Reflections on a Sunny Sad Historic Afternoon at The Church of Scotland General Assembly

Reflections on a Sunny Sad Historic Afternoon at The Church of Scotland General Assembly

Today I spent over three hours sitting and listening to a very important ‘debate’ in the Church of Scotland Assembly. I am still recovering. I have gone through a host of emotions and thoughts. Without giving a blow-by-blow account I just share with you an edited version of the notes I took as I sat for over three hours in a boiling hot public gallery with the sun beating down on me through the roof window.

As I sit in the back row of the public gallery of the Assembly, there are some things that strike me. Firstly how impressive it is – at least compared with the Free Church Assembly –in terms of size and grandeur. I haven’t seen anyone with wigs at ours!   Secondly the demographic is surprizing – my impression is that the Assembly is predominantly elderly with a significant proportion female – around 50%.   Thirdly as I spoke to some C of S friends at the door there is an air of resignation amongst the conservative evangelicals. It is sad to hear the sorrow and despair in their voices.

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The first couple of hours are strangely flat and dull given the importance of the issues. The report of the legal question committee is presented by Rev Alan Hamilton, the convenor, who given the hopelessness of his remit does a good job.   But I am still astounded to hear the claim that God wants a ‘mixed economy’. In the jargon this means that the Church of Scotland believes that God wants them to affirm the traditional biblical understanding of His Word, and then to allow its congregations and ministers to depart from that.   I wonder if this is only to apply to ministers in civil partnerships, or whether it would also apply to baptism, Presbyterianism, having women elders and sending money to 121! The plea is for peace and unity – at any cost.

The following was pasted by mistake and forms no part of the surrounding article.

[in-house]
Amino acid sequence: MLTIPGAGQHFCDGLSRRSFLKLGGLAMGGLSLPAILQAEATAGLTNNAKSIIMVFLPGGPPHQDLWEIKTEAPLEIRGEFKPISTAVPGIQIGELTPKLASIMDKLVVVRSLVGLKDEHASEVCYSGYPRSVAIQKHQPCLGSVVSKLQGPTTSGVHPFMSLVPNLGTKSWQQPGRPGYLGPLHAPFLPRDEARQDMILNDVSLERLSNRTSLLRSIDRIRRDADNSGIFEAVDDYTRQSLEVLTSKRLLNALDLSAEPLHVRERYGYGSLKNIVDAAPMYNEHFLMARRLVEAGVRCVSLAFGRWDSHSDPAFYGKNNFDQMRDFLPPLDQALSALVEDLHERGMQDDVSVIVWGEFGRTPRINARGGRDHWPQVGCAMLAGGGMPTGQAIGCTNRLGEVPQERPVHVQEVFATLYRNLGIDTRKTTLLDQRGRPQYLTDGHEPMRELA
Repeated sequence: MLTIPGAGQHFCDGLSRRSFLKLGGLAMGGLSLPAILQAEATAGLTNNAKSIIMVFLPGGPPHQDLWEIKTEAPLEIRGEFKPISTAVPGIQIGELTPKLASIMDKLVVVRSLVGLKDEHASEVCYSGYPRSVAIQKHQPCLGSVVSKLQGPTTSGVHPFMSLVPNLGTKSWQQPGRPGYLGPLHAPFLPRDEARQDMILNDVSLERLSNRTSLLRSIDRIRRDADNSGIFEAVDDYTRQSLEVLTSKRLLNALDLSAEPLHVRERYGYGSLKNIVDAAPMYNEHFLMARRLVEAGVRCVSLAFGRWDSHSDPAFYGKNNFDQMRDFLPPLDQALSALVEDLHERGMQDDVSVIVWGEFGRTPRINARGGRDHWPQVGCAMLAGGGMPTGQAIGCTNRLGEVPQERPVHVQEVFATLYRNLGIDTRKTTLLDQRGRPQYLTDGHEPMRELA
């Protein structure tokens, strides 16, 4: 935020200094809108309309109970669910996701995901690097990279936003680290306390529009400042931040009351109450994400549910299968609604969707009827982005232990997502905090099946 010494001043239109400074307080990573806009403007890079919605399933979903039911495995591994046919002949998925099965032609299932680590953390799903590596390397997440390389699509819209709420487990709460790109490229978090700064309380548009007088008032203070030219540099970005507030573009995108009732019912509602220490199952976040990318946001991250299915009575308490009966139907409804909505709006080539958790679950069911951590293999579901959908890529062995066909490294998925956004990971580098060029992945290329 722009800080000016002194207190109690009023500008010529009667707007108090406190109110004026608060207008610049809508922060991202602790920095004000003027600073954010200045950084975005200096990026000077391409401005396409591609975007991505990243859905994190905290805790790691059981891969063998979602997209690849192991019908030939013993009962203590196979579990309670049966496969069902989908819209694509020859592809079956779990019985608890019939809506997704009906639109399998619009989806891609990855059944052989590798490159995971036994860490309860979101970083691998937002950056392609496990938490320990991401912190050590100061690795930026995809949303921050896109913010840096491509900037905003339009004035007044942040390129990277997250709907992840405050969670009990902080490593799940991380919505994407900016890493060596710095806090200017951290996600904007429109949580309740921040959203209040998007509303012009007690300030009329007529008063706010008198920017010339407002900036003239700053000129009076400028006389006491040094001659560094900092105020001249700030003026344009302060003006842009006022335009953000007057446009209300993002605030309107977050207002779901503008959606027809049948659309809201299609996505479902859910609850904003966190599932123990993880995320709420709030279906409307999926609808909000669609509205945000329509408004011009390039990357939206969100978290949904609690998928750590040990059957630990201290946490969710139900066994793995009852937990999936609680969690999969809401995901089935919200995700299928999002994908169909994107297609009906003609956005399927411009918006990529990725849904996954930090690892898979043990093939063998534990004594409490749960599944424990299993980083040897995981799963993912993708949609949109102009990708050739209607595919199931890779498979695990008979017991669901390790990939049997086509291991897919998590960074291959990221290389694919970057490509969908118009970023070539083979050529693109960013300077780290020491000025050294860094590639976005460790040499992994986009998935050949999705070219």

Now we have just heard a stunning admission.   The proposed mix economy means that the Church of Scotland cannot guarantee that any of its ministers would not be subject to a successful civil suit on the issue.

And another one. In response it becomes clear that whilst the Church of Scotland would allow homosexual civil partnerships, if the partners got married they would be subject to Church discipline!

And now the amendments:

1) Dr Finlay MacDonald – proposes an amendment on a technical matter of the KS giving four Sundays notice not two and not having a second meeting of the KS. Ministers in civil partnerships will find it difficult to secure appointments because of the complicated and protracted process. Welcome the green lights but fear that amber could become red.

“2009, 2011, and 2013 all voted to move towards departure” (so much for those who kept assuring us that no decision had been made!). He did not want a KS which was departing from the doctrine and practice of the Church to suffer ‘discrimination’.

The amendment lost 206 to 351

2) Rev Dr Paul Middleton – Wanted to shift decision time not to the time of a vacancy but at any time.   “People outside the Church who think that this is strange to continue to discuss this”  We owe a great deal to the conservative colleagues who should have a place and voice in the Church – I came out of that. It was my introduction to the church. Asked evangelicals to compromise.   Secretary to the British NT Society.   In danger of creating two class of ministers. Ministers come in all shapes and sizes, conservative, liberal etc. and they may or may not be in civil partnerships.

There were several other speakers and then the Convenor Rev Alan Hamilton responded.

For 165 Against 411.

3) Amendment from Rev Catherine Buchan – wanted the overture only to apply to congregations where they want to appoint a minister in a civil partnership. The legality of this was questioned by the clerk. She was allowed to speak to it.